Alix Paultre, Editorial Director, PSD
The ugly side of our electronics industry is the often dangerous and toxic byproducts and waste from the creation of electronic products and their disposal. E-waste doesn’t have to be a problem; it can be a renewable resource if we manage it properly. Americans generate million of tons of e-waste every year, and only about a quarter of that is recycled.
Recycling isn’t a new concept, people have been re-using materials and products since the first hand axe was invented. Some products like steel (the most recycled material on earth). According to the Steel Recycling Institute, in each of the past 50 years, more than 50 percent of the steel produced in this country has been recycled through the steelmaking process.
Steel refining is also a very sophisticated product with a very complex and dangerous manufacturing process. So why is steel #1? Frankly, it is because recycling a metal like steel is easy to do. Raw ore and finished steel scrap can both be thrown into the furnace. The recycling process is part of the manufacturing process, hence ridiculously easy to do.
That is unfortunately not the case in electronics. A cell phone is chock-full of extremely valuable (and sometimes conflict) materials that cost tremendous sums of money for both the raw material and the manufacturing process. The problem with gadgets is that these materials are bound up in a matrix with other metals and minerals, plastics and glass. Separating the mix is so onerous that many simply discard their broken devices. Crude reclamation efforts exist using crude and dangerous methods in many places, but that is an unsustainable way to manage a growing volume of trash.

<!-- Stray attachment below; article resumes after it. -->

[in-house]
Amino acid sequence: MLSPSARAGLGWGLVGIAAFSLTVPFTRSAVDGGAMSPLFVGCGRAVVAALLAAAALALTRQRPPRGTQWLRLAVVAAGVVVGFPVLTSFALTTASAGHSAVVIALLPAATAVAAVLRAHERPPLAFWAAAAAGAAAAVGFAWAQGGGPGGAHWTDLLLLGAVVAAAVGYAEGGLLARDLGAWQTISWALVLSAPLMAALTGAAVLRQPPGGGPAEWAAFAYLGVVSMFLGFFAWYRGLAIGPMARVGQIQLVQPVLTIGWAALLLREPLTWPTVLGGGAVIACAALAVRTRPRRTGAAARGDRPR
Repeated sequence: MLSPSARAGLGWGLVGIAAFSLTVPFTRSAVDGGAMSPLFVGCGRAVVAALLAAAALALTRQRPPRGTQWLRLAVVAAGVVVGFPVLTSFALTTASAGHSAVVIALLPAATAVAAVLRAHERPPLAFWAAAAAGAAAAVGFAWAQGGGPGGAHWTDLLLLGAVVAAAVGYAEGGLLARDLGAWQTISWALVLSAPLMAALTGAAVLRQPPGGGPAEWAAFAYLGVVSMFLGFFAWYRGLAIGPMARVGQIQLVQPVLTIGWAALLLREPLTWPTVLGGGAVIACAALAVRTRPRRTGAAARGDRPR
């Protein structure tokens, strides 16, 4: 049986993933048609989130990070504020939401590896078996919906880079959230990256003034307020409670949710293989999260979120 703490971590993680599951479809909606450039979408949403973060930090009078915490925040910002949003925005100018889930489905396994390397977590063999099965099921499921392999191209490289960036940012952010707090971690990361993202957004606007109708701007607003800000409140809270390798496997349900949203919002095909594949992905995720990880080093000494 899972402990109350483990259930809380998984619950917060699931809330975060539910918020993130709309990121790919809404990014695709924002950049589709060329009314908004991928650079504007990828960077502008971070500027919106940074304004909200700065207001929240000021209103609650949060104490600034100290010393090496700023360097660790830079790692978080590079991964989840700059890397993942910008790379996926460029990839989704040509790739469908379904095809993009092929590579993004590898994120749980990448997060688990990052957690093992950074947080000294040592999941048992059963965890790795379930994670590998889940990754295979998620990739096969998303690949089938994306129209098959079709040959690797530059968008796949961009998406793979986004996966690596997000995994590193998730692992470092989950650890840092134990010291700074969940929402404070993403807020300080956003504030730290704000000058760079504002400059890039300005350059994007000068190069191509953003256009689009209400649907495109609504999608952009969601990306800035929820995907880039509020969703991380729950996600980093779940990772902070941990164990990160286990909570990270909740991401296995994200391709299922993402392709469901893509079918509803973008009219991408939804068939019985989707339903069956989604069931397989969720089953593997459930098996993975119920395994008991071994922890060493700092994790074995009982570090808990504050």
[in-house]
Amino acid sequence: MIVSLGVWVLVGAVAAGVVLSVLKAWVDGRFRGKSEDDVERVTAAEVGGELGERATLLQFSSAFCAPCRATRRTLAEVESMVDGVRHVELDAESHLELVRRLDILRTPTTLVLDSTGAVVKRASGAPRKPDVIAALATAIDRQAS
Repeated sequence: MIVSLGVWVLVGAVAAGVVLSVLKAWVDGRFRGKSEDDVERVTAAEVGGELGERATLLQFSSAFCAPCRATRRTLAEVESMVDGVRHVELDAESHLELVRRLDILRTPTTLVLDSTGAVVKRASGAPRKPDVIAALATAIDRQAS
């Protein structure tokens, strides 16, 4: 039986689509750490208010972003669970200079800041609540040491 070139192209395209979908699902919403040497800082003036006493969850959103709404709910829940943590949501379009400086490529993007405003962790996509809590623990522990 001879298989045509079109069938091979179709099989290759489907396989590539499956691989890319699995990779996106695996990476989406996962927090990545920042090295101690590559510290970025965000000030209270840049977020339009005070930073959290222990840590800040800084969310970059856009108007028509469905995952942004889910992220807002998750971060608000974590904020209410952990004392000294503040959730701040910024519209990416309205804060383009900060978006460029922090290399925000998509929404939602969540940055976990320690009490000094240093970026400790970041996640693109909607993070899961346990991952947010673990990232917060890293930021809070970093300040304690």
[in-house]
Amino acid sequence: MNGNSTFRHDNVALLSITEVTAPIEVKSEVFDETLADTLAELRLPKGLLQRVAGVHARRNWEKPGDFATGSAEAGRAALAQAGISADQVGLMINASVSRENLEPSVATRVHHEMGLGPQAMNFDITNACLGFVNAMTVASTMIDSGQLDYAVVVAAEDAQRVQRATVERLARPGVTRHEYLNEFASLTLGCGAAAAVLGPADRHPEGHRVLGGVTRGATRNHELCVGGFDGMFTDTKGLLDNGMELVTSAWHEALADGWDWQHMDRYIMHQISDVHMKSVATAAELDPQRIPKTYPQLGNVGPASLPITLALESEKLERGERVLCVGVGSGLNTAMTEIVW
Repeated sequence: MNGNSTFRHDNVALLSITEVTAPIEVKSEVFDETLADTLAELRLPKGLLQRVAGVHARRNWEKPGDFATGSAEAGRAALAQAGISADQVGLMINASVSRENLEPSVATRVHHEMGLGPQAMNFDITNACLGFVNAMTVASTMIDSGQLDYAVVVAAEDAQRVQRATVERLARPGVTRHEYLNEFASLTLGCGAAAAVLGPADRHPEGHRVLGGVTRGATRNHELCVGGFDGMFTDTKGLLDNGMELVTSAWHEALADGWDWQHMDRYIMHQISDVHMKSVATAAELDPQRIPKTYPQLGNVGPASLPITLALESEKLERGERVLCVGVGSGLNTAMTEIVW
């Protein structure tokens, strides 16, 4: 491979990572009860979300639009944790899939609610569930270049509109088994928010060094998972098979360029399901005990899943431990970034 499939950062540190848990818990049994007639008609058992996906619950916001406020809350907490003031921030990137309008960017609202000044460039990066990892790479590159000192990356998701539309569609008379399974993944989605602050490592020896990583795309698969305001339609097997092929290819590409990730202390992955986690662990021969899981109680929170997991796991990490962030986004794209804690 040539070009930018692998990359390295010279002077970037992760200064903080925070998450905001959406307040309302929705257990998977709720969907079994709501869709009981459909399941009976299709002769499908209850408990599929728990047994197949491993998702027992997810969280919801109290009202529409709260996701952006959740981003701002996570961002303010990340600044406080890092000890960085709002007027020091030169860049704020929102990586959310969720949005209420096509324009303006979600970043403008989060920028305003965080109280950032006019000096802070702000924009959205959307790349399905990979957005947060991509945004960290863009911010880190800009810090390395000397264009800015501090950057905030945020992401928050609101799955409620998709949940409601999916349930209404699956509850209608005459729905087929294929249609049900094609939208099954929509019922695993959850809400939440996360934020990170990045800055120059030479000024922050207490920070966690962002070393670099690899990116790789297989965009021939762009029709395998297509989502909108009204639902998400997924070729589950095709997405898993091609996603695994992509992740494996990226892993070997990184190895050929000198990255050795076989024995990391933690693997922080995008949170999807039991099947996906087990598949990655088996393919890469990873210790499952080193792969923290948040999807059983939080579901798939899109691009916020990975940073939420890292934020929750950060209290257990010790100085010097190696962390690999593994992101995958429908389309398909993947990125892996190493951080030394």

The good news is that recycling centers are starting to become more mainstream as the developed nations implement waste management and mitigation legislation and regulation. Smart innovative companies like 4th Bin and TechWaste Recycling are enabling more and more businesses to manage their e-waste in the manner they manage their other IT and technical infrastructure assets.
Integrating how a product is disposed of into its lifecycle is currently the best way to implement a recycling program, but the effort to manage waste should be a factor in every stage of every product’s life. By marrying the responsibility and the process for waste disposal into the way we make, use, and dispose of electronics, we can address most, if not all, of our problem.
The shrinking of electronics is also a significant beneficial factor. Materials aside, the sheer bulk of products has also changed how we view some e-waste. This also impacts the supply chain and the disposal effort, as smaller and lighter products are both easier to ship and to dispose of. Just picture a stack of old 36-inch television sets with cathode-ray tubes next to a stack of modern LED-driven LCDs. The amount of glass, plastic, and metal in the new product is a fraction of the amount used in the old.
The key is that we must use every tool at our disposal – improved tech, integrated supply and disposal chains, and a mindset open to using them – to solve our e-waste problem and make this world a little better in the process.